Tools for Shoot Planning
By Laughing Orc, written 1437738127
Not everyone likes to plan shoots to the nth degree, and some people survive solely by a process of what those of us in the know call ‘winging it.’ But sometimes, it does pay to plan your shoot in advance.
These are some of the useful tools, websites, and techniques that you can use to plan your shoot more effectively and get the most out of the time you have.
Carry a notepad or use a note-taking app
Inspiration can strike at any moment, normally an inopportune one. When it does, you’re probably on a short timer to write it down before you forget it for good.
To combat this, you can try a couple of things. First, you can use the traditional notepad - small pocket notepads are still readily available and will fit in, well, your pocket.
If you want to be a bit more modern, you could use a note-taking app on your phone - Evernote, OneNote, and Google Keep are some of the best known multiplatform offerings, but whatever you pick try to go for one that has online storage so that you can access your notes wherever you go.
Use Pinterest to catalogue your ideas and share them
Everyone has their own way of storing their ideas and inspiration, but for my money, Pinterest simply cannot be beaten. For the uninitiated, Pinterest is a virtual scrapbooking tool - it allows you to take snippets from all over the web and ‘pin’ them to different boards, and is a very visual and user-friendly way to collect and share ideas.
It’s the sharing tools that give Pinterest its strengths when it comes to shoot planning, though. You can share boards of ideas with other people just by sending them a link, but if you really want to collaborate on ideas, it's easy to add your co-conspirators as authors, giving them the ability to add pins of their own to the board.
What’s more, you can then ‘like’ and ‘comment’ on pins in the board - leaving notes to say what you love and don’t love about any pictures either of you find.
Whether you want to use it for outfit planning, pose inspiration, lighting ideas or whole set brainstorming, you can get a good feel for what each person involved is thinking about and make sure you’re all singing from the same proverbial hymn sheet.
Don’t make assumptions. Some models / photographers will be perfectly fine making it up as you go along, but it doesn’t hurt to set out some specifics before you shoot. You don’t need to go to extremes, but it’s helpful to clarify a few things so you both know where you stand. Most of these are common sense, but confirming them in writing before you shoot can save everyone a lot of hassle later.
Be clear on compensation. If you’re doing a paid shoot, make sure you’ve agreed the amount and what you’re getting. If you’re shooting for trade, be sure that all parties are happy with what they’re getting out of it - how many images the model / stylist / mua will receive, for example.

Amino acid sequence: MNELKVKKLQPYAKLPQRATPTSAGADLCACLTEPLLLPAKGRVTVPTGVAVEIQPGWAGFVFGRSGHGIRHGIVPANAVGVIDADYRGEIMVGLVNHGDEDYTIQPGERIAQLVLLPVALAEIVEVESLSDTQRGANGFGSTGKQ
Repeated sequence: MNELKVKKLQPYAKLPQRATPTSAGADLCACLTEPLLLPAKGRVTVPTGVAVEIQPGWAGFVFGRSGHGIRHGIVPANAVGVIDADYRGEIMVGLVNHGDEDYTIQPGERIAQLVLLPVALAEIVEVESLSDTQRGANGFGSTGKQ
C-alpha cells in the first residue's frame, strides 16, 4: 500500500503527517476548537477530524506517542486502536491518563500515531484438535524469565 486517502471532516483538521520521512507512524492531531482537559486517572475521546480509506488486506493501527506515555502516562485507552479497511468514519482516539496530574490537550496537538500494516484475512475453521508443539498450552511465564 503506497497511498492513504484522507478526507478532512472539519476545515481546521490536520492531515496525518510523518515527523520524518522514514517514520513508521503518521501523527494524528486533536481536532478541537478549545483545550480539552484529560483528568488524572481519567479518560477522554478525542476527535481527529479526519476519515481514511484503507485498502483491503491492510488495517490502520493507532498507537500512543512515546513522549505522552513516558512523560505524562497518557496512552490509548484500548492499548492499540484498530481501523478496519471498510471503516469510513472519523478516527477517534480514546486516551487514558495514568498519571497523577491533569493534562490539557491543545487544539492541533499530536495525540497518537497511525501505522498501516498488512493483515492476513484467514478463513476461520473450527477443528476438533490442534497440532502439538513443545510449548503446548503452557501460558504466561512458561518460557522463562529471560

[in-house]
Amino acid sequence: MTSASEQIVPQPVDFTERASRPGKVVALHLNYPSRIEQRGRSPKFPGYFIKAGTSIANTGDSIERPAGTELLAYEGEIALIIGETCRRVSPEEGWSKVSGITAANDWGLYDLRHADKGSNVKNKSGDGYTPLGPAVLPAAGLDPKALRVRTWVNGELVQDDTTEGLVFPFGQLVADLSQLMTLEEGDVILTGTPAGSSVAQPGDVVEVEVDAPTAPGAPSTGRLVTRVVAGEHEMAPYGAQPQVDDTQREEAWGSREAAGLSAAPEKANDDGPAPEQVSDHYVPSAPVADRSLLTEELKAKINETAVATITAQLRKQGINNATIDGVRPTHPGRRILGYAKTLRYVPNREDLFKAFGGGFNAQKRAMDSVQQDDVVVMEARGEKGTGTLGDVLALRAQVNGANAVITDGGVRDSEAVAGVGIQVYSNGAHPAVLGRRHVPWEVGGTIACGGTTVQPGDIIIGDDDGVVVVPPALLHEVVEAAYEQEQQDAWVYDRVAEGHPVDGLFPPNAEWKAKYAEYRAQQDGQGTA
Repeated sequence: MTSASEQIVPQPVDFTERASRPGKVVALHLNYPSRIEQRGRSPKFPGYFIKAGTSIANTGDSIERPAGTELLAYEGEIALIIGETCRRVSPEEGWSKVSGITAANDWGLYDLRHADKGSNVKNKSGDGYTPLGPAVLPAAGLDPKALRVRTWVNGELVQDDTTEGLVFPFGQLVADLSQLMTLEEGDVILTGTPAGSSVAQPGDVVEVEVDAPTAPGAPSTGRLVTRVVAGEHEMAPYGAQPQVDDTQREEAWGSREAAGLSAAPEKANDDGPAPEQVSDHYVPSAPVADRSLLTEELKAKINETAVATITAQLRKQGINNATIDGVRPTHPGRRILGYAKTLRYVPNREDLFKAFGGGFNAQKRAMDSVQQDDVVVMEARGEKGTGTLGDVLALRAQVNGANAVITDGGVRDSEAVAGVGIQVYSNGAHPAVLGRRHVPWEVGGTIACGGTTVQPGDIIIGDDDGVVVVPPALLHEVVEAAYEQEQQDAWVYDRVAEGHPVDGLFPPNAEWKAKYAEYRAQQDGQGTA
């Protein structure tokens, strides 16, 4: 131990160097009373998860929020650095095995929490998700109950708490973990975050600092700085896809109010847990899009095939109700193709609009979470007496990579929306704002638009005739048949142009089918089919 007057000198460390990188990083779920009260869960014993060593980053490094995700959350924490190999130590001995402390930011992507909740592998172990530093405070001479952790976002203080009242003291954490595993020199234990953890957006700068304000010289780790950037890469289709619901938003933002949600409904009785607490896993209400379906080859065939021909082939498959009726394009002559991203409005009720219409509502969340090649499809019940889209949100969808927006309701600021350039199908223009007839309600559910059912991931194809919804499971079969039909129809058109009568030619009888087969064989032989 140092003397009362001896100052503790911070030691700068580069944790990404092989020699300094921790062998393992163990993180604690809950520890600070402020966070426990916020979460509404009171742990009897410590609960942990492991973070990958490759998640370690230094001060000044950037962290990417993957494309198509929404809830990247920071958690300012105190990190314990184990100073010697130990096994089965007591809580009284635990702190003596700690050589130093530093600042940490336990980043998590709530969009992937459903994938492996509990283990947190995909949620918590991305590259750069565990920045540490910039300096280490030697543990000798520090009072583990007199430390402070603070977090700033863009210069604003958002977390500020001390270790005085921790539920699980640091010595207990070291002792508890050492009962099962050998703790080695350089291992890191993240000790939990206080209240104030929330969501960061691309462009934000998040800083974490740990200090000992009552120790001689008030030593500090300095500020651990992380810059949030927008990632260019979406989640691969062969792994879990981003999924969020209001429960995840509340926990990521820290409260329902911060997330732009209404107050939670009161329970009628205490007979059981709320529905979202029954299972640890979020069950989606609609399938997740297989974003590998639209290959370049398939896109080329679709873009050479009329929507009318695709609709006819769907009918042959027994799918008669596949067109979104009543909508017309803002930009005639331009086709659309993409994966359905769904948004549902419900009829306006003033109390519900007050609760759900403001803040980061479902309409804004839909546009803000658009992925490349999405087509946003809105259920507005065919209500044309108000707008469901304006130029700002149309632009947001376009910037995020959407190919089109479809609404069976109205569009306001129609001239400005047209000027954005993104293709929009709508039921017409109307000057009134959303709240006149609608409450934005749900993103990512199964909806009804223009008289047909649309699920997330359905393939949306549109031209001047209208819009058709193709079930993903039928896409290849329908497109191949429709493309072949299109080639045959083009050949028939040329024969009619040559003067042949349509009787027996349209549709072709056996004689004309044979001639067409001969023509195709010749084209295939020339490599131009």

Who is providing what? If the model is expected to bring her own outfit / costume, make sure she knows this. Also worth thinking about: Who’s getting the refreshments in? Does everyone like jaffa cakes?
Set boundaries. Be sure you know what levels and styles you’re planning on working to before the shoot.
You'll want to be keeping these communications on PurplePort as well, for your own protection just in case anything doesn't work out.
There’s nothing worse than turning up to a location shoot only to find that you can’t get in. Sometimes this can’t be avoided no matter how much research you do, but wherever possible, try to check out the location you’re going to use before the day of the shoot. This is especially important if you’re doing a spot of urbex.
If you don’t know of a location, there are a few ways to find one. The most widely known is http://www.shothotspot.com which does a decent job of plotting potential shoot locations on an interactive map. It’s not an infallible resource; images and locations can often be out-of-date, but it's a good way to get a few ideas together.
Another option - which I normally use in conjunction with shothotspot - is Google Maps. Go to the area you’re thinking of shooting in and turn on the ‘explore’ view (from the tab at the bottom of the screen). This will show you geotagged images that users have uploaded to panoramio, together with the exact location tagged when the image was taken. It’s a great way of spotting sights that you might have missed. You can then use the Satellite and Street View functions to further scout possible locations without having to leave your desk. Other options include various urbex forums scattered throughout the web.
This is no substitute for actual physical reconnaissance, however - you’re going to have to go out there and have a look for yourself if you really want to know if a location is suitable.
Also, if you’re serious about location photography, you might want to give The Photographer’s Ephemeris a look, which can help you plan shoot times around sunrise / sunset times and such. The app is available for iOS, Android, and Desktop. There are some free alternatives, though they aren’t generally as well featured.
Use a Shoot Plan
Okay, you don’t actually need to draw up a shoot plan. But depending on how you work (and how forgetful you are) drawing up a plan might make the difference between getting lots of shots you like and nailing that one shot you wanted.
A shoot plan can be as simple or as complex as you like - it can be a very simple list of ideas, or a detailed description of shots, poses, and lighting setups you want to capture.
It could be as simple as:
Or as complex as:
Do you have any tips or tools that you think I've missed? Drop me a message!